5. You now have two options:

For the SHORTER WALK go straight across the road and pass through the first of several kissing gates (installed by the stiles team of White Cliffs Ramblers) until you reach a road at a toll house.  Turn L and follow the road into Sandwich.  Soon after passing St George’s Road on the L, there is a path on the R taking you back to the quayside.

However, you could instead carry on until you reach the town walls where you can turn L along a very attractive path (marked green on the map) following the walls right round the town to Strand Street.  Here turn R and continue back to the quayside.

For the LONGER WALK turn L onto the Bridleway.  It briefly follows a stream, then crosses a concrete bridge (to which a footpath which diverts R from the Bridleway will also take you) and goes between hawthorn bushes and brambles until in just over ½ mile you reach a level crossing.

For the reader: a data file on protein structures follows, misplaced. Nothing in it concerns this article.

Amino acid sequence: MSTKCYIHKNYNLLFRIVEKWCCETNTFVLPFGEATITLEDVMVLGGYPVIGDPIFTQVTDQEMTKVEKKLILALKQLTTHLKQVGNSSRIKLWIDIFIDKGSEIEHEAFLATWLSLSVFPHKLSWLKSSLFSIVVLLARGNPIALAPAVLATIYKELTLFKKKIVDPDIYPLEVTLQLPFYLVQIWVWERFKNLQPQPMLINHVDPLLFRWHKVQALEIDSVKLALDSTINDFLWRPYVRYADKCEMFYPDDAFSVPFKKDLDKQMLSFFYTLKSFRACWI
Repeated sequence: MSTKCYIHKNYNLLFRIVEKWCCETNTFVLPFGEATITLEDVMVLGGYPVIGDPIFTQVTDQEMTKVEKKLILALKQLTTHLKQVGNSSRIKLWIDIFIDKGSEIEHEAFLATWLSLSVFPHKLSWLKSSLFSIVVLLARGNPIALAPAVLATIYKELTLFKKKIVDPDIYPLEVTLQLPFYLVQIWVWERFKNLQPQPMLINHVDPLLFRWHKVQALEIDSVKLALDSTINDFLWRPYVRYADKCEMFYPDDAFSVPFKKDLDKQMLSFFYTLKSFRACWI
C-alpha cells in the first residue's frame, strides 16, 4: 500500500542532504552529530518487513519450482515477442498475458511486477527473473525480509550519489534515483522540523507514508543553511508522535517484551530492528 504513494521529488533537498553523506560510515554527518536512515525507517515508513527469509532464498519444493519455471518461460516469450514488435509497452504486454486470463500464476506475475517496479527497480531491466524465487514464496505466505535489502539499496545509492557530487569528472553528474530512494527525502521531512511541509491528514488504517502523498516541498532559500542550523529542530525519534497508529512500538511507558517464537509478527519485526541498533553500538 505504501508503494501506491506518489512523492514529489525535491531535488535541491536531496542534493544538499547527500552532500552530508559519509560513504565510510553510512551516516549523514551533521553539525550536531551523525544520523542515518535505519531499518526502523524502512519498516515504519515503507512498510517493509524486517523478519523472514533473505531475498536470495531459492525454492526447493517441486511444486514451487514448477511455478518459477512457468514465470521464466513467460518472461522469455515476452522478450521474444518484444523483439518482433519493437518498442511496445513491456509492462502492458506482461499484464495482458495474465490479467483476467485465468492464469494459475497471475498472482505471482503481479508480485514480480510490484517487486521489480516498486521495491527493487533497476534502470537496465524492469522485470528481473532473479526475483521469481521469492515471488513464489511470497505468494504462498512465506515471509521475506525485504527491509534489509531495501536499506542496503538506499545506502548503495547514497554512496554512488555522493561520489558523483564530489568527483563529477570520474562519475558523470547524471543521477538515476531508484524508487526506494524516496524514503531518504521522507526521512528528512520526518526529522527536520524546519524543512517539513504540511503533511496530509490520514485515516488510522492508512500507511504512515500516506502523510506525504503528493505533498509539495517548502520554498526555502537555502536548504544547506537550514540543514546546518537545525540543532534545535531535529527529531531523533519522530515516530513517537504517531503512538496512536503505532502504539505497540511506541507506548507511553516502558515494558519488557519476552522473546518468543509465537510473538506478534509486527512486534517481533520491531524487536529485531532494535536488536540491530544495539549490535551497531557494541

APPROX 6 miles

6 Keep straight on.  The path soon becomes a metalled road; follow until it bends sharply to the L at Temptye farmhouse.  Here you turn R, indicated by a Bridleway Finger Post, still on a metalled road, and in just under ½ mile turn R again by an attractive white house.  Follow the tarmac path which crosses a metal bridge until you reach a main road.  APPROX 7¼ miles.

Turn R and continue on, over the level crossing and turn R again at Mill Wall.  Follow back to the Quay.

This walk was originally published on a calendar produced by White Cliffs Group.  Thanks to Ted Roche for originally devising this route, Diana Blackwell for checking the directions and Andrew Boultbee for the idea.  Robert Peel has updated the directions and provided the photographs.

If you find that the directions and map for this walk are incorrect in any way, please report the problem to

Sandwich Bay - Isle of Thanet on the horizon

Points of Interest

A. Sandwich is considered to be one of the most complete medieval towns in England. It has changed relatively little over the centuries and its buildings, streets and alleyways still provide the visitor with much to explore. A ‘walled town’, it can still be viewed by walking round parts of the original ramparts.